At the Forefront of Bundled Payments & Clinical Quality: Connecticut Joint Replacement Institute
The Connecticut Joint Replacement Institute at Saint Francis Hospital and Medical Center in Hartford, Conn., was founded in 2007 and has performed over 17,000 procedures. The center is nationally recognized as a top five hospital in the nation for total hip and total knee replacements and the only hospital recognized in both categories by Consumer Reports.
"We have a unique co-management arrangement between the physicians and hospital," says Steven Schutzer, MD, Medical Director of the Connecticut Joint Replacement Institute. "The physicians have a contractual responsibility to improve quality, patient satisfaction and outcomes without financial incentives. We've had a number of physician-led initiatives — including bundled payments — that have helped propel us to the top of the pack."
The bundled payment program started five years ago when physician leadership became interested in medical tourism; they noticed people were going to India and Malaysia for their total joint replacements and felt they potentially could cater to those patients.
"After two years of experience, we had access to clean credible data in terms of costs, risks and readmissions," says Dr. Schutzer. "We were in a good place to look toward bundling including assumption of postoperative risk. At the time, we didn't know where it would go and the process to implement the program took about a year."
The bundle was negotiated between the surgeons and anesthesiologists — both for-profit groups — and the hospital — a non-profit organization. There were some challenges with this arrangement, and involvement of an experienced healthcare attorney was necessary to coordinate the hospital, physician and anesthesia fees into a comprehensive package for patients.
"The most important element was creating the transparency between the three groups," says Maureen Geary, Program Manager of CJRI. "We were able to work together and then take our bundled program to a variety of providers. It has been challenging to align the insurers and employers to assume a shared risk, integrated bundled payment model. However, we were able to sign the first contract in the state of Connecticut for a bundled payment. It was a huge undertaking."
Dr. Schutzer and his colleagues initially assumed working with payers would be easy — "It's seems easier to cut one check than several for care" — but the concept still hasn't caught on widely in the payer community. The team met with private payers several times to show that their prices were lower and that the physicians and the hospital were willing to accept risk. Despite this, the interest is still surprisingly low.
The Connecticut Joint Replacement Institute is currently under contract with ConnectiCare (a state-wide commercial payer) for bundled payments and can also offer bundled payments to individual, self-pay patients as well. The program is still relatively new, but interest will likely increase in the future.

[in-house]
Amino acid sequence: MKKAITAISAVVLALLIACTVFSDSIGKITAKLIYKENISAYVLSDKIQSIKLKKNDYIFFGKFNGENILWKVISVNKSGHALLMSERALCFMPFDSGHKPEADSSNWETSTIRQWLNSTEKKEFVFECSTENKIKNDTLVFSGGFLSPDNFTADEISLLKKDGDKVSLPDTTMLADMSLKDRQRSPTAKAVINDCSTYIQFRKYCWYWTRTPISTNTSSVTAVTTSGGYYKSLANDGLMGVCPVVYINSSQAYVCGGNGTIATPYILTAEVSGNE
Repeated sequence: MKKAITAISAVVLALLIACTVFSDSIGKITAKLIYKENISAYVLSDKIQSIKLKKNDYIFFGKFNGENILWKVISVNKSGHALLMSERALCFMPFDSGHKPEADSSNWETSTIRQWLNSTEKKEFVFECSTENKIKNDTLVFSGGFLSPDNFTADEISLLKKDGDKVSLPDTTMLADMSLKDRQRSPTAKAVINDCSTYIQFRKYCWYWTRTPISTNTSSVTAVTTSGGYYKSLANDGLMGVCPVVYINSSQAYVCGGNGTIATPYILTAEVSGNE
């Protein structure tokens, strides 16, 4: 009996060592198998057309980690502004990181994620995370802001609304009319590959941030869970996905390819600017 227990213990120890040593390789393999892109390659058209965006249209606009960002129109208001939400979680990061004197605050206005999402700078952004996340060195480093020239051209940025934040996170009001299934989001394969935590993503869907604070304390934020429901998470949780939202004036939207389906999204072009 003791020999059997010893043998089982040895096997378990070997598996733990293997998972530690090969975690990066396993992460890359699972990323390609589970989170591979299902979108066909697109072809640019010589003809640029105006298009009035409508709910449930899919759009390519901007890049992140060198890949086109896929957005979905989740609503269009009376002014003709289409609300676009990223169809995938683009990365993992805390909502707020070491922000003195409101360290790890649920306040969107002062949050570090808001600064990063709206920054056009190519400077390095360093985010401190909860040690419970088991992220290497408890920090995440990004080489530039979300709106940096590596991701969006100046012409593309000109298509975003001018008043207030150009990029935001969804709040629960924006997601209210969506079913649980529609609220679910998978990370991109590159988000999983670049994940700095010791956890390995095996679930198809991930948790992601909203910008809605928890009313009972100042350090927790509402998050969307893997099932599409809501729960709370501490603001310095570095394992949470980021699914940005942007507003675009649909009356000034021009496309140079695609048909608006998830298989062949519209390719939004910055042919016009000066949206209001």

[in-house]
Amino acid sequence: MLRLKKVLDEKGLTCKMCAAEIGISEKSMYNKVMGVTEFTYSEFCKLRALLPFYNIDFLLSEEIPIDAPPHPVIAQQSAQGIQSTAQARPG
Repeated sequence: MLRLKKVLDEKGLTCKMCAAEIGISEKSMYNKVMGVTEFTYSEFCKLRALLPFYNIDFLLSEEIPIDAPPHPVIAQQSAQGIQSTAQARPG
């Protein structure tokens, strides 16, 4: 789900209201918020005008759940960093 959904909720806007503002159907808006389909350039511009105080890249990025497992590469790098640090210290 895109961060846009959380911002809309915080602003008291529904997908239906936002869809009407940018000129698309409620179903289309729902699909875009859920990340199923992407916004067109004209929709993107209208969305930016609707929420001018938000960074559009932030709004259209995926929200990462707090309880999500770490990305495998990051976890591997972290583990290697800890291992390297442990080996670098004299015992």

Dr. Schutzer is nationally recognized for his work on bundled payments. Most recently, he presented "the CJRI Value Based Journey" at the Washington, D.C., American Academy of Orthopaedic Surgeons (AAOS) annual meeting. There were several discussions about self-funded employer groups and price transparency.
"I think bundled payments are heating up as a preferable payment model for total joint replacements," says Dr. Schutzer. "This is being fueled primarily by the large, self-funded employer groups, and, more recently, the payer community."
In order to support a bundled payment program, the Connecticut Joint Replacement Institute has had to strive for continual process improvement. From the beginning, CJRI leaders had the vision to establish a registry to collect patient information and outcomes. This registry has evolved to one of the largest in the nation and is, "our principal vehicle that drives continued quality improvement, patient safety and outstanding clinical outcomes for our patients while providing the tools to run an efficient and profitable business," says Dr. Schutzer. "This data allows us to benchmark against hospitals at both the local and national levels."
In March 2014, CJRI was recommended for ISO:9001 certification. ISO certification is the mechanism to sustain quality and process improvement. Typically this certification is for the manufacturing world, but with an increased emphasis on standardizing approaches in healthcare, many hospitals are transitioning from the traditional regulatory accreditations to additionally obtaining the ISO certification.
"After a three year trek, we are very proud of this achievement," says Ms. Stephanie Kelly, BSN Executive Director of CJRI. "We are one of the only hospitals in New England to achieve this certification. The results of this hard work are displayed in our numerous accolades and Press Ganey scores that are highest in the state. "
The Connecticut Joint Replacement Institute continues to be one the nation's leaders for joint replacement surgery and on the forefront of the Healthcare Value Agenda. The Institute will continue to focus on reducing waste and associate healthcare costs.
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